What is this field like?
There is an entire industry built around various medical robots aimed at training medical professionals. This industry is very developed abroad and practically absent in Russia. There are lots of companies in the USA that produce medical robots for educational purposes, however their cost is far too high.
What kinds of medical robots are there in the market?
There are quite a lot of different options available, from relatively simple mannequins for practicing basic skills, to more complex and realistic ones. The latter are usually the most expensive; these are intelligent robots equipped with special software and capable of providing feedback. Apart from that, robots differ in terms of medical fields such as surgery, trauma care, orthopedics, gynecology, nursing, etc.
What will your robot be like?
We plan to make our robot look and feel as close to real human beings as possible. In our model, we’re going to reconstruct all physiological and pathophysiological processes, as well as internal organs. We will pay the most attention to the abdominal area and limbs. Such simulators can be used for training surgeons to deliver medical care to the wounded, disaster-affected, and battle-scarred. Apart from actually constructing the robot, we plan to launch additional education courses on surgery.
Our team is made up of specialists from two universities: engineers, programmers and chemists are from ITMO University, while surgeons and lecturers are from the Kirov Military Medical Academy.
How did you come up with the idea of your robot?
Medicine is all about saving lives, and that’s what surgeons are taught to do. But imagine that there is a doctor somewhere in Russia who knows enough to help their patients, but cannot do complicated staff like tracheostomy. What can be done to solve this problem?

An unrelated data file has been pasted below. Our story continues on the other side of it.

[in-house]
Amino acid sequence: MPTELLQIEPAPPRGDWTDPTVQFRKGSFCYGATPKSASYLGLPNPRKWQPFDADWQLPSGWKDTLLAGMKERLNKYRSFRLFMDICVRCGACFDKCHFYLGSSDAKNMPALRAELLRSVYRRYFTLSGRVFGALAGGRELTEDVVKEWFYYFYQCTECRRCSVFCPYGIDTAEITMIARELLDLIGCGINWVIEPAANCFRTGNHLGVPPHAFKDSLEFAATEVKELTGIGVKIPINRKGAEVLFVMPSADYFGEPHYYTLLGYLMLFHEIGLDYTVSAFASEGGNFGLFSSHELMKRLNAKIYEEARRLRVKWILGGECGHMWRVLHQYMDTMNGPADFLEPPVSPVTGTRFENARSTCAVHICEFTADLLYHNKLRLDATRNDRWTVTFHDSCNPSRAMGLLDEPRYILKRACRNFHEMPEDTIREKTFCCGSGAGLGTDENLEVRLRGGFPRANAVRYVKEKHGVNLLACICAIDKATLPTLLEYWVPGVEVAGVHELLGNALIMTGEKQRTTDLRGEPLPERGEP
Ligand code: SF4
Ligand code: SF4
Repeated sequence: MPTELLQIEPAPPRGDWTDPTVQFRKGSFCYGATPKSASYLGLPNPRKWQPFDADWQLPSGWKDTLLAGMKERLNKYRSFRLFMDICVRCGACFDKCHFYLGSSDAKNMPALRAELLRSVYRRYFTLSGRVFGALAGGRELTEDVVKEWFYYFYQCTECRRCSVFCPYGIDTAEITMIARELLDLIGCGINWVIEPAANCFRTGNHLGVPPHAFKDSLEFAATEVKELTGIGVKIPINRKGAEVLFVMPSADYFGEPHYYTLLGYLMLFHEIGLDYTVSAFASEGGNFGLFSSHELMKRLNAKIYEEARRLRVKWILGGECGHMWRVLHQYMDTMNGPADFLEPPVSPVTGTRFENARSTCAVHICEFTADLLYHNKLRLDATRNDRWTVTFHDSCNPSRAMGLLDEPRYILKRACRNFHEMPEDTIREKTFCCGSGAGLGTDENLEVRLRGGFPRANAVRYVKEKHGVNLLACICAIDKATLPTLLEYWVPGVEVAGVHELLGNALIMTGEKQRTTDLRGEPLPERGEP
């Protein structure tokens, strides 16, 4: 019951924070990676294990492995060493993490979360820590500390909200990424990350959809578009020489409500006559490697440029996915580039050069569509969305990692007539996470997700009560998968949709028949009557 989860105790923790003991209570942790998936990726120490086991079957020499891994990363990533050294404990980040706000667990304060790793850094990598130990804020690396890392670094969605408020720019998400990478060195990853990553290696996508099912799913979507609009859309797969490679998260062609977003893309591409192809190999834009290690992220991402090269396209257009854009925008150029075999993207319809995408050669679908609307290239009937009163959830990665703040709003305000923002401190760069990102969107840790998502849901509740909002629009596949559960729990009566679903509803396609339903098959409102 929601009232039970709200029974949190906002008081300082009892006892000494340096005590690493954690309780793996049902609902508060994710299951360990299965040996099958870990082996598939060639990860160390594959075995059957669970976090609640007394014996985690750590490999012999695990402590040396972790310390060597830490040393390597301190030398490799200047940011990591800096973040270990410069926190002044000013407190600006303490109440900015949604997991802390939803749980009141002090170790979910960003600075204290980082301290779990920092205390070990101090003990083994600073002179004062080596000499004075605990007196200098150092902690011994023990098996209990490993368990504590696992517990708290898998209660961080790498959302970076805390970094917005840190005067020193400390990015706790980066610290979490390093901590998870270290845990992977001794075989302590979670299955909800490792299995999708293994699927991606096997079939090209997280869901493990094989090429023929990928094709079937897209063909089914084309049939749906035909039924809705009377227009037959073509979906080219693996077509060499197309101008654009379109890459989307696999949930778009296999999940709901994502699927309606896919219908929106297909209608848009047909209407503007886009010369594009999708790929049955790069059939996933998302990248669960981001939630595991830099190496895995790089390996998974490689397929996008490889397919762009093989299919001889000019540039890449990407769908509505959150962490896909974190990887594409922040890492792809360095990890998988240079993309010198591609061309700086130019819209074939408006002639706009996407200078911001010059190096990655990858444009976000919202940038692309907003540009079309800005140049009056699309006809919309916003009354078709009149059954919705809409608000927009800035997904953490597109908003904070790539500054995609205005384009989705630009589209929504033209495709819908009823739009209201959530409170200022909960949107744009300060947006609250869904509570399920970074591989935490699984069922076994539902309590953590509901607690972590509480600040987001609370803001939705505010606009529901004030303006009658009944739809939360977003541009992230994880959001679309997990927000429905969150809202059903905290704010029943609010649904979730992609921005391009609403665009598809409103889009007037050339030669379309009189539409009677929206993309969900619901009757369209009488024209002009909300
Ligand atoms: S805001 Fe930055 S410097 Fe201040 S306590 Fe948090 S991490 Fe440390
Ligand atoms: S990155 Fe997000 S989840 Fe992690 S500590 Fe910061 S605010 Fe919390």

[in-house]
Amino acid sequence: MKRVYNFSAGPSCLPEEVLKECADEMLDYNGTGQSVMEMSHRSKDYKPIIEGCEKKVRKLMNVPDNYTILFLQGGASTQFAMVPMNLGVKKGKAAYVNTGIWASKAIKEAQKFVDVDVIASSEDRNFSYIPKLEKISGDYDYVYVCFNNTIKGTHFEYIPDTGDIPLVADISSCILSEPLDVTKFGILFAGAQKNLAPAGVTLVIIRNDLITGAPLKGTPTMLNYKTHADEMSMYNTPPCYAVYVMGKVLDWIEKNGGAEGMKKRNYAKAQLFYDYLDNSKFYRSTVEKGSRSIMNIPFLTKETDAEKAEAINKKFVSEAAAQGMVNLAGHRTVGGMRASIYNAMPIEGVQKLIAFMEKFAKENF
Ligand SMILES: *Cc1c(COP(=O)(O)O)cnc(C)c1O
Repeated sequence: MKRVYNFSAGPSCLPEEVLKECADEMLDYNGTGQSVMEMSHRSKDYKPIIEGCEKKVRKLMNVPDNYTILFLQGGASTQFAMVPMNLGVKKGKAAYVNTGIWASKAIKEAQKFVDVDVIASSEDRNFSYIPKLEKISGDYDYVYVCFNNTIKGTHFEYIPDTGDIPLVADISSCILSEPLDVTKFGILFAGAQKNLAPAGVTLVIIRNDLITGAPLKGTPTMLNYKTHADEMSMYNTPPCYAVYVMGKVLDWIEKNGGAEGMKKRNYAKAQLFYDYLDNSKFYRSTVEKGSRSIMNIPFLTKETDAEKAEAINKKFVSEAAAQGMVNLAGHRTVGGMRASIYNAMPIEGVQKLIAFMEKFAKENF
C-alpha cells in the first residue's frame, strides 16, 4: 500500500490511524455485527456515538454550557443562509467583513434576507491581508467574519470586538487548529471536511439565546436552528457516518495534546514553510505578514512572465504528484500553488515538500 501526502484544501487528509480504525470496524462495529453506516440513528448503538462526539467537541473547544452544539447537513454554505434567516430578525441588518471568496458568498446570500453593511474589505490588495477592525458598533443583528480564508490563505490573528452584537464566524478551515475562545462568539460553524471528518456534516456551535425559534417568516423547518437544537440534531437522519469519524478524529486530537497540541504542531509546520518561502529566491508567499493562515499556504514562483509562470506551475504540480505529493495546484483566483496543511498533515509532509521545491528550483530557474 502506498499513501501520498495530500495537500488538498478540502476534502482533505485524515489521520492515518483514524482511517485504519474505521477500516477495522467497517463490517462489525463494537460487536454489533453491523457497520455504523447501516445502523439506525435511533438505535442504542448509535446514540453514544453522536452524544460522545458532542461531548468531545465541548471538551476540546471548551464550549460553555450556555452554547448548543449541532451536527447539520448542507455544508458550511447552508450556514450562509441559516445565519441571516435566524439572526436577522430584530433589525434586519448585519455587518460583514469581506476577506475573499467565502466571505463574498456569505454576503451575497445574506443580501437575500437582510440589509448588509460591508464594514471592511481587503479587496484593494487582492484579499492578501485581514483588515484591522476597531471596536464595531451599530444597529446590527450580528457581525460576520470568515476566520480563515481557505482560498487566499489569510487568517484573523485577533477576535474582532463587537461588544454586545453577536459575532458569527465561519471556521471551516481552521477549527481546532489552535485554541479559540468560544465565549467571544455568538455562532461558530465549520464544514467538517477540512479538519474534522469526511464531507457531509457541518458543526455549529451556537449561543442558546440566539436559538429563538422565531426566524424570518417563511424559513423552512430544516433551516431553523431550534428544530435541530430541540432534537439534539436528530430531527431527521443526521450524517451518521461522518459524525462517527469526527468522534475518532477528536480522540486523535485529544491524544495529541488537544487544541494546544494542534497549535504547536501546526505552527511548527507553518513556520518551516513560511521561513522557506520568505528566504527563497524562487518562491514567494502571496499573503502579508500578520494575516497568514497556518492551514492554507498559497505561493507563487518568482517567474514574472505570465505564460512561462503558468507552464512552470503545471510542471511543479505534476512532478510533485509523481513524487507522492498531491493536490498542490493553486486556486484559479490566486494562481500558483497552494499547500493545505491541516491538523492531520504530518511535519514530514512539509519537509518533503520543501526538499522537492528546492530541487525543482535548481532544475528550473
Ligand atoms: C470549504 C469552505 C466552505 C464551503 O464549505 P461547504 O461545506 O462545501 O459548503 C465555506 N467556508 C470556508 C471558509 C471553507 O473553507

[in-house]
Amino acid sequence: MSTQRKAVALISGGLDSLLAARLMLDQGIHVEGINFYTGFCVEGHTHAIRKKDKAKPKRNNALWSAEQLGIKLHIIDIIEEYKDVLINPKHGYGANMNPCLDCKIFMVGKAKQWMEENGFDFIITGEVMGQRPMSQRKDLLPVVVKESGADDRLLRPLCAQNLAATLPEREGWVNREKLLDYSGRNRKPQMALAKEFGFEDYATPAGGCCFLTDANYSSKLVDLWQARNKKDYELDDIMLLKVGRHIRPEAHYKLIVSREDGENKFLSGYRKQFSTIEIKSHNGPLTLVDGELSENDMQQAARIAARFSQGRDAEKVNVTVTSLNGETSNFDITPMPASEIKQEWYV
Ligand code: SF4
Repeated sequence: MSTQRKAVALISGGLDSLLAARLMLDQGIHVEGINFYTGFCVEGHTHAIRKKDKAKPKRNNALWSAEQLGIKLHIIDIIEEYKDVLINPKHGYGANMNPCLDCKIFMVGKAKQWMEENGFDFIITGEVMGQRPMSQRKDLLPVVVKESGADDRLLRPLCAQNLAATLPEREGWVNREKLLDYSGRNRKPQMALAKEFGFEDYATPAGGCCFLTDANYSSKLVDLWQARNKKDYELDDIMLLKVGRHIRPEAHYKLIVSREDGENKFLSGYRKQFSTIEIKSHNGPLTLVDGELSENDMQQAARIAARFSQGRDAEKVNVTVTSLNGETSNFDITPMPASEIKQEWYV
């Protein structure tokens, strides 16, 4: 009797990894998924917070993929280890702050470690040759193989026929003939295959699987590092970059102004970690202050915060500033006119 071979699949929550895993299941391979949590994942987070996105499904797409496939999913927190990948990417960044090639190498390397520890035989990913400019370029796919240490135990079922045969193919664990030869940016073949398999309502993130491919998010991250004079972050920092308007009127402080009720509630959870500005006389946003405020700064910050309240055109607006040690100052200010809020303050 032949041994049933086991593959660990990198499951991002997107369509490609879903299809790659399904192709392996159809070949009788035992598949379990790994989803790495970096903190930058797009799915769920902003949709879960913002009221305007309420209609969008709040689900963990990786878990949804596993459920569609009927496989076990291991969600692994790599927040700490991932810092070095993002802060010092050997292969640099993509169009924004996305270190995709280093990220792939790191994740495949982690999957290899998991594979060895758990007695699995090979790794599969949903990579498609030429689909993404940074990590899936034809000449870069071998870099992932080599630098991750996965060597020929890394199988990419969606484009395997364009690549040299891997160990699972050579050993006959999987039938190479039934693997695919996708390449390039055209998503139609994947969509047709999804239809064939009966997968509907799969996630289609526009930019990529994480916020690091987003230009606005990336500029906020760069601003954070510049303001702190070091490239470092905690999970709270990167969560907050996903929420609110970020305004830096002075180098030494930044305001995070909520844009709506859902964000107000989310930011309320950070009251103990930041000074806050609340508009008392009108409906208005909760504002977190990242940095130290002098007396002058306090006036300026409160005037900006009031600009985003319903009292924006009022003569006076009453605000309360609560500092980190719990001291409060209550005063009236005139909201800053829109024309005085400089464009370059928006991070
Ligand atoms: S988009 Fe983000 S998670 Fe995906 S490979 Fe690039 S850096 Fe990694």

To train good specialists, we need special equipment. In the modern world, medical professionals face various challenges, like treating injuries from car crashes, gunshot wounds, stabbings, and so on. To work efficiently in these circumstances, they have to be creative. The Russian medical industry is all about creativity, knowledge and skills. Our robot can help assess knowledge, form skills, and develop creativity.
And last but not least, there is an economic niche for this in Russia. There are some small companies that work in this field, but they hardly keep up with the demand. We can continue importing this equipment from abroad, but it’s very expensive. That’s how we came up with this idea.
How did you start working on your project?
I started working on it together with a friend of mine from the Kirov Military Medical Academy. We managed to draw our lecturers’ attention to the problem, which gave our efforts a big boost. All we needed to do was to understand how to bring this idea to life.
We bought a 3D printer, mastered prototyping, and adapted the printer to working with soft polyurethane. Then we started looking for partners among big companies, but what we got in response was always the same “It’s a cool idea, but we aren’t sure about the niche. If you had a ready product, then it would be a yes”. Nobody wanted to collaborate with us at that stage.
How did you figure it out?
We continued looking for talented workers. We found one, then another, and it turned out that they both were from ITMO. That’s when I decided that it would be easier to enroll at ITMO and look for people from the inside. This is how I ended up studying bioengineering and biotechnical systems at ITMO.
Of course, finding good employees was not the only motivation. It was also knowledge I was looking for. If you want to control something, you have to know what exactly you control. ITMO University helped me acquire new knowledge, find highly-skilled workers and learn to delegate responsibilities. If you organize your business correctly, everyone will be able to demonstrate their talent.
What’s remarkable is that the university offers many opportunities for students willing to develop their skills. For example, in the beginning of February, I was invited to take part in the “Intellectual kitchen” competition organized as part of the “Project Management” course, and I really enjoyed it. We are going to spend the money we won on the development of technical solutions and prototype models.
What other plans do you have for the future?
Now we’re preparing for the Interdisciplinary competition, which will kick off on March 1. If we win, we’ll get a good-quality product in some three years. If not, we’ll require more time. I hope that our development will draw investors’ attention.